Someone asked me the other day whether I mind all the smears and slagging I’ve taken in the Canadian media. Why should I? came my reply. I was first attacked as a public enemy by the Vancouver press when I was only seventeen.

Forty five years later, I cherish how early in my life I learned of the power of the Establishment to fabricate hysteria, lies and mud slinging – and of my own capacity to overcome all of it. That knowledge is part of my inner ballast whenever the panic and madness of those around me threatens to overwhelm my little ship.

None of what we endure today is new. Any genuine radical who understands their own experience over a lifetime can recognize how completely vulnerable are the Powers That Be Not to the simplest act of defiance by any of us. I first learned that up close as a teenager when I made the headlines and earned the hatred of many simply by trying to democratize the public school system against every vested interest in sight.

I relate some of this voyage of discovery in my autobiography Unrelenting: Between Sodom and Zion. (Amazon, 2016) I re-read it last night and recalled like a warm wave in my guts the shining truth that I have always been my own rock and foundation, and thereby have remained unfailing and endured. As much as I love creation’s mystery and what some call God, I have always felt that divinity is as close to me as the pulse of my own compassion and the reach of my integrity. Otherwise, how can it be real?

Such soulful self-reliance is a difficult idea for many of today’s prospective freedom fighters who lack the courage that comes from knowing and believing in oneself after having gone through the fire. We encounter who we are only on the firing lines of life, where we must make a sudden choice whether to either hold on to or surrender our selves. Human conflict is at its core a mere stage setting for the playing out of such a higher drama of soul contest.

Sadly, a narcissistic culture like ours bars even the most devout seeker of good from experiencing such life-wrenching tests. Is not the most continual refrain of well-wishers towards me the admonition to “Stay safe”, rather than to “Stay true”? How many times has the bravest and most committed companion fallen away on the eve of our battles with church and state when personal danger or loss suddenly becomes possible? Too many times to recount.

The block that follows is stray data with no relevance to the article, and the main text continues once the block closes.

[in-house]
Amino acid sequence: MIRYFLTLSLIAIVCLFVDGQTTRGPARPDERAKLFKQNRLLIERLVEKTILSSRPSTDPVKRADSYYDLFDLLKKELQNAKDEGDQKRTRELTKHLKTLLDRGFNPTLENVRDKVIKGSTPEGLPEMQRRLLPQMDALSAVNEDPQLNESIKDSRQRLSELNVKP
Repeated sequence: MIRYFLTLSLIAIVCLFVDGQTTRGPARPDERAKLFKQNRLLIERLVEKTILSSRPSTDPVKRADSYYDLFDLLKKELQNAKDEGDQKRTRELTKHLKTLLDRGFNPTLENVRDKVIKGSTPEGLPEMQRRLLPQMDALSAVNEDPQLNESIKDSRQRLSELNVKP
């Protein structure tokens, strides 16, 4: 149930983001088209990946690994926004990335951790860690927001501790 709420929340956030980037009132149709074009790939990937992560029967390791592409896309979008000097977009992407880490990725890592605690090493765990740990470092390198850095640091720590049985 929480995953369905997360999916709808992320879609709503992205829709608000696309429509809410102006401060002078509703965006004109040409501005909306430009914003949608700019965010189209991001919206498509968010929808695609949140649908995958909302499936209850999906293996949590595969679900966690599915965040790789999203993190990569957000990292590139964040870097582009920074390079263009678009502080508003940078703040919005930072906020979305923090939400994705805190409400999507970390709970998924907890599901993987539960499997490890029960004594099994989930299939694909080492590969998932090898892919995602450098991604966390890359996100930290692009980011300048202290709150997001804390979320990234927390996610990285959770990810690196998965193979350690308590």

Part of the malaise, too, is that we occupy a sad, discouraged age that sees only what is wrong while finding no capacity in a single human life to create meaning and justice. The enormity of evil seems to squelch anything that you or I might do. But the problem is not the apparent power of our adversary but our general refusal to engage it directly on our own terms rather than its terms. For few people today understand how within themselves and all of us lies the full potential and majesty of the universe, which finds expression through right action once we have broken free of fear and complicity. And such action can break down the mightiest tower of wrong, over time. I know this to be true, because I have achieved it.

I don’t doubt that this estrangement of people from their own innate power is why so many of them can’t accept that alone and neglected, I sparked the process that brought down a pope and three cardinals in Rome, and forced Canada’s war crimes to light. When asked how I accomplished this, my answer comes by remembering the void that faced me the morning I conducted my first exorcism outside the Vatican: I faced not a living entity but a dead nothingness. When I withdrew my inner adherence to its illusion it began to crumble: not just spiritually but in the world.

The tornado that struck Rome the next day was creation’s reminder to me that nothing has power over us once we find our own; and that if we form the ground of any battle, even the strongest enemy must respond, and thereby be weakened.

Nobody can learn this lesson if they are caught up in the moment and ignore the lessons of history and their own experience. The long view dispels our fears and strips the mask of power away from the corporate system that needs to have us feeling alone, cornered and powerless. In truth, through the lens of a wide view of our own history and what we have achieved, the rulers of the world, visible and otherwise, are stripped naked and exposed as nothing. Acquire such sight and no power on earth can hinder or oppress you any longer.

As the end of my mortality approaches I see with a deep and calm clarity how my life’s purpose has been to witness to the inherent power within one man or woman to overturn whole systems through the forceful integrity of their own self-sacrificing actions. A Cromwell, a Moses, a Jesus or you or I are set apart by our consecrated devotion to the mind and will of God that is in truth our very own. Let that light shine in you and all things are possible.